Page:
What It Is
This unique three-row SUV has as much power as it has personality.
Comfortable seats complement a spacious interior.
Its horrendous fuel economy quickly becomes apparent.
While this may be a niche product, it doesn't have to be.
Three sunroofs, a mini-fridge, and a completely blacked-out exterior. That was enough to convince me to take a turn behind the wheel of the 2014 Land Rover LR4.
Packed with luxury and off-road prowess, the Land Rover LR4 may not be a buyer's first thought for a luxury SUV, but it manages to stand out in its own right. That's because it really doesn't have any direct competitors. In theory, it may go against the Lexus GX460, Cadillac Escalade, and Infiniti QX80, but these vehicles don't have the same rugged appeal. It could also compete with the Toyota Land Cruiser, but this model doesn't have the same luxury cache. The Land Rover LR4 stands on its own merits, but just how practical is it as an everyday driver? We went to find out.
What We DroveThe base Land Rover LR4 starts at $50,625, but costs add up quickly once you move further up the line. Our model was the top-of-the-line HSE Lux, which adds over $10,000 to the base price. This model has an extra third row, upgraded leather, heated first and second row seats, as well as navigation with voice controls and a Meridian surround sound system. And although it hasn't been crash tested by the government, it comes with a variety of safety features including rearview camera, hill start assist, active roll mitigation, and electronic stability control.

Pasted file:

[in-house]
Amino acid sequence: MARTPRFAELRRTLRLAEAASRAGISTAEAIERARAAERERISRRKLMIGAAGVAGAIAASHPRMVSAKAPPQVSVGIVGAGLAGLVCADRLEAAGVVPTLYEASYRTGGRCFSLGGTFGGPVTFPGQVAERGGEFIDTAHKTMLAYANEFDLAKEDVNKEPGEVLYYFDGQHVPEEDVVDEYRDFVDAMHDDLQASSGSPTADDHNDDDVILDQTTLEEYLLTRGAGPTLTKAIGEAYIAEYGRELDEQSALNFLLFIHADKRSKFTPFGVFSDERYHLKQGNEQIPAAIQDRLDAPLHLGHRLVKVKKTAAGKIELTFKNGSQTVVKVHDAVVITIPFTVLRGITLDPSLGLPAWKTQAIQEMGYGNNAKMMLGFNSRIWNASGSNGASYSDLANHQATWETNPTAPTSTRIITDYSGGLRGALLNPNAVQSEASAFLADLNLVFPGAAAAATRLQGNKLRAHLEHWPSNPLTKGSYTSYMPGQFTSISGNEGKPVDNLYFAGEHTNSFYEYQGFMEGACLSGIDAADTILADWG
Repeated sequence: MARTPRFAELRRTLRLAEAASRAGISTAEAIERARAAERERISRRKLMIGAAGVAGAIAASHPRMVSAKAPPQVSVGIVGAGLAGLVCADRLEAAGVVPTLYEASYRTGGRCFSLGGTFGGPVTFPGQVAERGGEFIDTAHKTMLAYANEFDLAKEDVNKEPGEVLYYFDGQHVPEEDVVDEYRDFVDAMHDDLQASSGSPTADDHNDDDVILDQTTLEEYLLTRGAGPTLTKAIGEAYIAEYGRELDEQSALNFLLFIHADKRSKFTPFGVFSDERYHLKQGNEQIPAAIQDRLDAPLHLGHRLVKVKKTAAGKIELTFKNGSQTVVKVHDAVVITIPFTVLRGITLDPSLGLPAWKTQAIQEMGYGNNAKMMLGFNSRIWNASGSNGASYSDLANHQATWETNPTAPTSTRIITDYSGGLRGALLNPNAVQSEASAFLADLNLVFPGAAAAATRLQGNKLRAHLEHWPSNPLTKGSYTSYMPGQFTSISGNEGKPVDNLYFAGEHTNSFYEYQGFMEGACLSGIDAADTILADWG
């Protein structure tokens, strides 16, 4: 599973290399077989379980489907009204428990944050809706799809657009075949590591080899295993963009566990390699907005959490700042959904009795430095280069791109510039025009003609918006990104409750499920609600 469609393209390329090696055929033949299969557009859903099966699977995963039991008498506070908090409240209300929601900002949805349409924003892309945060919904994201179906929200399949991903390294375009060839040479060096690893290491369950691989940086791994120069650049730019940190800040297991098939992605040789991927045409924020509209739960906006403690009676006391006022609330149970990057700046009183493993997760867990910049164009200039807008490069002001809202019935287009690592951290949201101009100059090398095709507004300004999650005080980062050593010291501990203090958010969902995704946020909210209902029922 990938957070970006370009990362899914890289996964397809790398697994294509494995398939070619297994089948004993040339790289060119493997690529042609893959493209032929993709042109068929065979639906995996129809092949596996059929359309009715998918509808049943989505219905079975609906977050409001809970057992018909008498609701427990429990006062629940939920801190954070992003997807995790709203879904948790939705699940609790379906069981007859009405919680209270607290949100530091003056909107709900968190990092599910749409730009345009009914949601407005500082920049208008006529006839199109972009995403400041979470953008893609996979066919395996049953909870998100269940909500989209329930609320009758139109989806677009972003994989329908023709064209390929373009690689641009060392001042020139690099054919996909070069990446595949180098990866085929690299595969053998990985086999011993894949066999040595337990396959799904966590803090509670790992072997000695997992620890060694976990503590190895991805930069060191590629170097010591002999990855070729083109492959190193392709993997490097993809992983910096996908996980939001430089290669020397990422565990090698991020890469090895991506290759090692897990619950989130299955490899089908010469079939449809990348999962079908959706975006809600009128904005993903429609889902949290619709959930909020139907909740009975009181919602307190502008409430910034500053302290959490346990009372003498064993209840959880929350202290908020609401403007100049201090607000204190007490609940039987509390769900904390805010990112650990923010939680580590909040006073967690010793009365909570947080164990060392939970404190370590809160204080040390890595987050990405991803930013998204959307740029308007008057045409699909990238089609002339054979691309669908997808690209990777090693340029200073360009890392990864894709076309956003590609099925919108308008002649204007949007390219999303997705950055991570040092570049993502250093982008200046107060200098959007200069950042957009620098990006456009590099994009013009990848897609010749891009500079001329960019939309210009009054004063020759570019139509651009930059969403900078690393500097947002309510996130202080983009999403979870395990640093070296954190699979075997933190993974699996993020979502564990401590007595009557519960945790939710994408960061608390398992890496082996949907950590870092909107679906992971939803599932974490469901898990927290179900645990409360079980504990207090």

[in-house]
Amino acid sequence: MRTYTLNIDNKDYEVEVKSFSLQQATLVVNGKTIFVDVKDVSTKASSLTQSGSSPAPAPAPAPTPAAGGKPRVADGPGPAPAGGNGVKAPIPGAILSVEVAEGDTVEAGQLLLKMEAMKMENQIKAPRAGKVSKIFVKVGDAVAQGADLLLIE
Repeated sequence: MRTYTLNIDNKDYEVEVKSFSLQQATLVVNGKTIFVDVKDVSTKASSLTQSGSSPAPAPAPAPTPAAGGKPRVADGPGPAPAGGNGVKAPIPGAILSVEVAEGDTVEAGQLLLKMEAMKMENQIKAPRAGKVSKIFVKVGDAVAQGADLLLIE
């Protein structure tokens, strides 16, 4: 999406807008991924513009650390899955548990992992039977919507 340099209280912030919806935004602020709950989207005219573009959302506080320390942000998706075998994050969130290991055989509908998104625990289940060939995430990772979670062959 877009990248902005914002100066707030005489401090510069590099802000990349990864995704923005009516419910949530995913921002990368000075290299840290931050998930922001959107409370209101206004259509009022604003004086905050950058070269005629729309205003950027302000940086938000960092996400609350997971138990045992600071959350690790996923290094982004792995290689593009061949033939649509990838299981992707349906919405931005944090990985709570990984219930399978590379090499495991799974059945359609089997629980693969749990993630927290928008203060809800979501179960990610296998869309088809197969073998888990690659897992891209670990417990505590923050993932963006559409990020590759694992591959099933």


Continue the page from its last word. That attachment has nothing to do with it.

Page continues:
Our model came with a number of optional packages that further increases the price. A Santorini Black exterior paint adds $475, and a black interior lacquer replaces the standard wood trim for $350. For an extra $3,500, we added 20-inch black wheels and a blacked-out exterior. A Heavy Duty Package-- including a twin speed transfer box, active rear locking differential, and spare wheel--tacked on $1,350. SiriusXM and HD Radio added $750, while a Vision Assist package with blind spot monitor brought along an additional $1,600. All in all, our vehicle came out to $68,850, including a destination fee.
The CommuteIn some ways, the LR4 looks and feels like a tank, albeit an exceptionally comfortable and luxurious one. Drivers feel safe and high up off the ground, and to top it off, this vehicle handles road imperfections with ease. Take it around a sharp corner and feel the solid ride and tight grip of the tires.
On the highway, you won't outgun a BMW, but acceleration comes fairly quickly considering the size of this car. Really putting pressure on the gas pedal reveals a loud, hardworking engine, however. In traffic, a stop/start system conserves fuel and doesn’t disrupt the driving experience. Any savings help, considering fuel economy comes in at 16 mpg in combined driving. That's the same as a 2010 Hummer H3.